From a GameRant article about models hired to hang around E3 and look interested in games no-one will remember 3 months after launch (colloquially: booth babes) comes the most targeted-and-pointed adbot link I’ve ever seen:
When even the Adbot is casting judgement, it is time to consider the issue.
I’ve not experienced an American games convention but from the horror stories I’d guess such a claim is free money for any of the young women who wish to get a no win no fee lawyer.
Did the employer have a reasonable expectation that the employee might be the target of harassment? Yes. Did he take any steps to protect the employee from such harassment? Quite the opposite.
I can’t see it ever going to court unless however hired the models was promoting fans treat them in a way they actively protested about. Unfortunately being at E3 in hot pants promoting CoD probably means having to deal with some socially incorrect individuals.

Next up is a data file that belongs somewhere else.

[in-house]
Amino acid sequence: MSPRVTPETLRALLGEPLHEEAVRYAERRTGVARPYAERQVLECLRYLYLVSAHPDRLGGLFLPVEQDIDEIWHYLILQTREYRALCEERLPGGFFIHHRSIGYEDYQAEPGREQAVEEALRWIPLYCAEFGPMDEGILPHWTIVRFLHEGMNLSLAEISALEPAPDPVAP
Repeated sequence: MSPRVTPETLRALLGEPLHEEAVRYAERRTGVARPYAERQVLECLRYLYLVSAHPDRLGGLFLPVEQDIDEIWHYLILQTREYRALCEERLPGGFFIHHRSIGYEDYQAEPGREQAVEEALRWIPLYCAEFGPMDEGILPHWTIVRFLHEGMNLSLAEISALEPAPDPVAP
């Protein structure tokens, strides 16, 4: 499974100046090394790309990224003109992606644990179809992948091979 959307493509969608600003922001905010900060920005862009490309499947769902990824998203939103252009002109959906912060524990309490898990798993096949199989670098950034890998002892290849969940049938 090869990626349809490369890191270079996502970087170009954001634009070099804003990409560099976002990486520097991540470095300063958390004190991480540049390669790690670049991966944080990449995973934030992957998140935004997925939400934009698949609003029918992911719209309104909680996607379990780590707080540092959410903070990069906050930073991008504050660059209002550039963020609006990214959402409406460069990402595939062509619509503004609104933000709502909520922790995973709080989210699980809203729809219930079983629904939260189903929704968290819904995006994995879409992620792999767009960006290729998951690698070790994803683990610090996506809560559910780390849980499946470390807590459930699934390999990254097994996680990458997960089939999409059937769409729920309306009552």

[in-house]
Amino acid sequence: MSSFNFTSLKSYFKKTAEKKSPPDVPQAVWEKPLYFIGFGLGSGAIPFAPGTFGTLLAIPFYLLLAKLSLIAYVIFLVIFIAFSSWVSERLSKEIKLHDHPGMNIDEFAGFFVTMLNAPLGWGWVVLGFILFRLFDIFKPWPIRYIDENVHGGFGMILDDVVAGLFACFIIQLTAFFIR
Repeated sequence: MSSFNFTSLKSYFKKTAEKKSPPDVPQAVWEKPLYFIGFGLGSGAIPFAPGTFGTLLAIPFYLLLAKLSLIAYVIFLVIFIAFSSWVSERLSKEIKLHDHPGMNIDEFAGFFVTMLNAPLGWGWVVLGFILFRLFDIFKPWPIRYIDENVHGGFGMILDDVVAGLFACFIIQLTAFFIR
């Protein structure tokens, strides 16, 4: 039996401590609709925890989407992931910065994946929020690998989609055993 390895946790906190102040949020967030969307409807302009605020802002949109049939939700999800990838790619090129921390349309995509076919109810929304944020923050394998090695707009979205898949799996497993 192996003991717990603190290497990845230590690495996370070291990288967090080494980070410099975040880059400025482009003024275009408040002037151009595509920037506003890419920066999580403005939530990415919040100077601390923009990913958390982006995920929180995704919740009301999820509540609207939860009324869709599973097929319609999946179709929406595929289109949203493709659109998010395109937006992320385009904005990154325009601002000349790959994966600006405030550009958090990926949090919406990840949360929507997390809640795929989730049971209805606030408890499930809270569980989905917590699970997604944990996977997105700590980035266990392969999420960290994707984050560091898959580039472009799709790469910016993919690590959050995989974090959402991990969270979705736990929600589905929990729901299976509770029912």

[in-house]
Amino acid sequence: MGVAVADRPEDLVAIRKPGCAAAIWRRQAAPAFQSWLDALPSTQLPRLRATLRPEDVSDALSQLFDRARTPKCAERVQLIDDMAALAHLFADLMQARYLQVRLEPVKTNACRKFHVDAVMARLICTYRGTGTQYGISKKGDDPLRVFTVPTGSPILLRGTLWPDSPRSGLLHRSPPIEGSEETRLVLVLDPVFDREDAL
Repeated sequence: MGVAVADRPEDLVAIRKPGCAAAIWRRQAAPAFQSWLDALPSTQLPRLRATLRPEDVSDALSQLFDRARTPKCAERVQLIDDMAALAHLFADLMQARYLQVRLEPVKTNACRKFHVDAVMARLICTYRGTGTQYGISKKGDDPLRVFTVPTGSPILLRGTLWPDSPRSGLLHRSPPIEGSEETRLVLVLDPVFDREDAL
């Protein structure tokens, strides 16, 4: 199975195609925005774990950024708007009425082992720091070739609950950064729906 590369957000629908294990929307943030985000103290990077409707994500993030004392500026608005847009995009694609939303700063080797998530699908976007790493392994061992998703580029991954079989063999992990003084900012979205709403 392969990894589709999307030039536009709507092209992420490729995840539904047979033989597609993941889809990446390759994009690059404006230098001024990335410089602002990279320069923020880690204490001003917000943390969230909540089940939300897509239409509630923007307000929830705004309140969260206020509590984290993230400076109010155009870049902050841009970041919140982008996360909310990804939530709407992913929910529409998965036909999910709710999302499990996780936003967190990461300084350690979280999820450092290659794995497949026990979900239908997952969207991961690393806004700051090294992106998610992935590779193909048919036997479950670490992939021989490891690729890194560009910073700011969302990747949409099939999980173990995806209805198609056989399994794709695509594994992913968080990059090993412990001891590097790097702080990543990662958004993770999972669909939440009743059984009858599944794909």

EA’s “Sin to Win” promotion (http://www.joystiq.com/2009/07/26/dantes-inferno-team-apologizes-for-sin-to-win-booth-babe-cont/) would have been one that crossed the line, but you’d have to have been hired to work for EA for the best shot.